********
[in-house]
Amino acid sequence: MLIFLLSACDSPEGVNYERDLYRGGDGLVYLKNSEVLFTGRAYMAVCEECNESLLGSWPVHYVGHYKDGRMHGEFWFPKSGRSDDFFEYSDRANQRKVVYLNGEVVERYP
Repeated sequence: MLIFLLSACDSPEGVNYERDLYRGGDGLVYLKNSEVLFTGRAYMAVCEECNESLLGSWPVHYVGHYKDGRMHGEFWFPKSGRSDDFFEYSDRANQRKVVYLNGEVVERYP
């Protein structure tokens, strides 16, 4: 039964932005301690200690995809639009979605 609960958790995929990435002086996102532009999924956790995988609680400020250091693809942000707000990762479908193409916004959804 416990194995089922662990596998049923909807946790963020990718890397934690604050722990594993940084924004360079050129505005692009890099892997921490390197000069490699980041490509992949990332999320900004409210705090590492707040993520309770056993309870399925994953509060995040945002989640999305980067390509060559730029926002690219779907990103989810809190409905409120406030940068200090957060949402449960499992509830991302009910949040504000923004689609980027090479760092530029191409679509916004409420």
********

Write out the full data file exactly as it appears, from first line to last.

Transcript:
[in-house]
Amino acid sequence: MLIFLLSACDSPEGVNYERDLYRGGDGLVYLKNSEVLFTGRAYMAVCEECNESLLGSWPVHYVGHYKDGRMHGEFWFPKSGRSDDFFEYSDRANQRKVVYLNGEVVERYP
Repeated sequence: MLIFLLSACDSPEGVNYERDLYRGGDGLVYLKNSEVLFTGRAYMAVCEECNESLLGSWPVHYVGHYKDGRMHGEFWFPKSGRSDDFFEYSDRANQRKVVYLNGEVVERYP
């Protein structure tokens, strides 16, 4: 039964932005301690200690995809639009979605 609960958790995929990435002086996102532009999924956790995988609680400020250091693809942000707000990762479908193409916004959804 416990194995089922662990596998049923909807946790963020990718890397934690604050722990594993940084924004360079050129505005692009890099892997921490390197000069490699980041490509992949990332999320900004409210705090590492707040993520309770056993309870399925994953509060995040945002989640999305980067390509060559730029926002690219779907990103989810809190409905409120406030940068200090957060949402449960499992509830991302009910949040504000923004689609980027090479760092530029191409679509916004409420």